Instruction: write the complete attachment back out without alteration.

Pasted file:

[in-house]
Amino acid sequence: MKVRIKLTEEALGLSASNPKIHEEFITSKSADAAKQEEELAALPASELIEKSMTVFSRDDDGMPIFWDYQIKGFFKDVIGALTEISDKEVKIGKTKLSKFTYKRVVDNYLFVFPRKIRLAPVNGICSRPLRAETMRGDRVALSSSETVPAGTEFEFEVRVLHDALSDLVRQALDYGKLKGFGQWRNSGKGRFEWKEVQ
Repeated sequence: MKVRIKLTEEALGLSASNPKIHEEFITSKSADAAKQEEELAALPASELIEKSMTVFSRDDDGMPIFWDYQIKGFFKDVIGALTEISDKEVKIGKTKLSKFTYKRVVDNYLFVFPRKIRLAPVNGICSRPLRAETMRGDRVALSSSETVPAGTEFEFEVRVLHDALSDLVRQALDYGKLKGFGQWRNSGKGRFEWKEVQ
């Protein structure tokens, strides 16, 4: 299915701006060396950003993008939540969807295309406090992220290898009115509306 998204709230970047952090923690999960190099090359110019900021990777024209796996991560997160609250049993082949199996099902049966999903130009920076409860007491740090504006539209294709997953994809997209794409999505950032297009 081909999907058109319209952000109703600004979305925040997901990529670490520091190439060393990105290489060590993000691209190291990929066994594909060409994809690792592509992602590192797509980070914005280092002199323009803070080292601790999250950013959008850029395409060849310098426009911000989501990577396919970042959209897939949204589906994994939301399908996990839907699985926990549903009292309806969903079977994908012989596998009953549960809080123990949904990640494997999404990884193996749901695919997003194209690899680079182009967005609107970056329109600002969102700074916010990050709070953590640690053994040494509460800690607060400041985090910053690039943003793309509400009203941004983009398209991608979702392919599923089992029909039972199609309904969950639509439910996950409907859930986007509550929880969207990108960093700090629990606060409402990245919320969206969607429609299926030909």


[in-house]
Amino acid sequence: MKVRIKLTEEALGLSASNPKIHEEFITSKSADAAKQEEELAALPASELIEKSMTVFSRDDDGMPIFWDYQIKGFFKDVIGALTEISDKEVKIGKTKLSKFTYKRVVDNYLFVFPRKIRLAPVNGICSRPLRAETMRGDRVALSSSETVPAGTEFEFEVRVLHDALSDLVRQALDYGKLKGFGQWRNSGKGRFEWKEVQ
Repeated sequence: MKVRIKLTEEALGLSASNPKIHEEFITSKSADAAKQEEELAALPASELIEKSMTVFSRDDDGMPIFWDYQIKGFFKDVIGALTEISDKEVKIGKTKLSKFTYKRVVDNYLFVFPRKIRLAPVNGICSRPLRAETMRGDRVALSSSETVPAGTEFEFEVRVLHDALSDLVRQALDYGKLKGFGQWRNSGKGRFEWKEVQ
């Protein structure tokens, strides 16, 4: 299915701006060396950003993008939540969807295309406090992220290898009115509306 998204709230970047952090923690999960190099090359110019900021990777024209796996991560997160609250049993082949199996099902049966999903130009920076409860007491740090504006539209294709997953994809997209794409999505950032297009 081909999907058109319209952000109703600004979305925040997901990529670490520091190439060393990105290489060590993000691209190291990929066994594909060409994809690792592509992602590192797509980070914005280092002199323009803070080292601790999250950013959008850029395409060849310098426009911000989501990577396919970042959209897939949204589906994994939301399908996990839907699985926990549903009292309806969903079977994908012989596998009953549960809080123990949904990640494997999404990884193996749901695919997003194209690899680079182009967005609107970056329109600002969102700074916010990050709070953590640690053994040494509460800690607060400041985090910053690039943003793309509400009203941004983009398209991608979702392919599923089992029909039972199609309904969950639509439910996950409907859930986007509550929880969207990108960093700090629990606060409402990245919320969206969607429609299926030909």